The Michigan-based firm provides a concierge service to help make busy season less hectic for staff. “The concierge will look after your car, get it washed, take it to the repair shop, run to the dry cleaners or pick up groceries — anything within a reasonable distance,” she said. “We also bring in a masseuse for a half-hour massage for anyone who wants one. Appointments get filled up quickly. The masseuse takes as many as there are room for appointments.”

“And of course, we feed them very well,” Amsden added. “We do dinner one night a week, and breakfast and lunch on weekends. We have a health initiative now — we make healthy smoothies that everyone likes for breakfast. The point is to help people make it through a stressful time and not have to eat just potato chips — although we have those too!”

Then there are the intangibles, she said. “We walk around and talk to staff and make sure they understand that we’re in it with them and support them. I learned a long time ago that if you’re leading a team and everything is frazzled and out of control, it tends to permeate the entire team. So our leadership group works very hard to keep things calm and under control.”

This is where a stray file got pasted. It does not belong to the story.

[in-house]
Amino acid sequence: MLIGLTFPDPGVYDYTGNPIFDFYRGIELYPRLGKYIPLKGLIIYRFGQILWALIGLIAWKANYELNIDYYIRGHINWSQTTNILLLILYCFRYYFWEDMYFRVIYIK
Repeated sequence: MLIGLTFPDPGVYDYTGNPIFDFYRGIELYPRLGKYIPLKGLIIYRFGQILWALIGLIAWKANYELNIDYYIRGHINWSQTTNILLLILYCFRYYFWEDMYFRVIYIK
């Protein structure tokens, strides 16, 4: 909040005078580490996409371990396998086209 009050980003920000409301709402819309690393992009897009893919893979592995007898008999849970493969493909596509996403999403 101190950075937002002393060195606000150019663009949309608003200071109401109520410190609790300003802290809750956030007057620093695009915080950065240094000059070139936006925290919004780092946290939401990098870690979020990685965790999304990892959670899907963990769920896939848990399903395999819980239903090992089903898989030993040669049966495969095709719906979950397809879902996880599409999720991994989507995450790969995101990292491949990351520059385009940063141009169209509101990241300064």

“It works — I’m amazed at how everyone is still joking around and smiling and having a good time because of the feeling that everyone is in it together,” said Denise Asker, Clayton & McKervey’s director of marketing.


KEEPING IN TOUCH

A number of accountants in Powerful Accounting work remotely, from Connecticut, Massachusetts, North Carolina and Washington, D.C., Brolin noted. “We use Slack to communicate with each other,” she said. “It allows the remote workers to still feel that they’re part of the office. And we have a weekly meeting on GoToMeeting so everyone can hear each other’s voices and be updated on what’s going on.”

“It’s important for the team to have something to look forward to at the end of tax season,” Brolin said. When tax season is over, salary team members are rewarded with “no-day Fridays,” Brolin said. “We work Monday through Thursday for 10 hours a day and have three-day weekends the rest of the year. And we go on a charter cruise — last year to Block Island, and this year to Long Island.”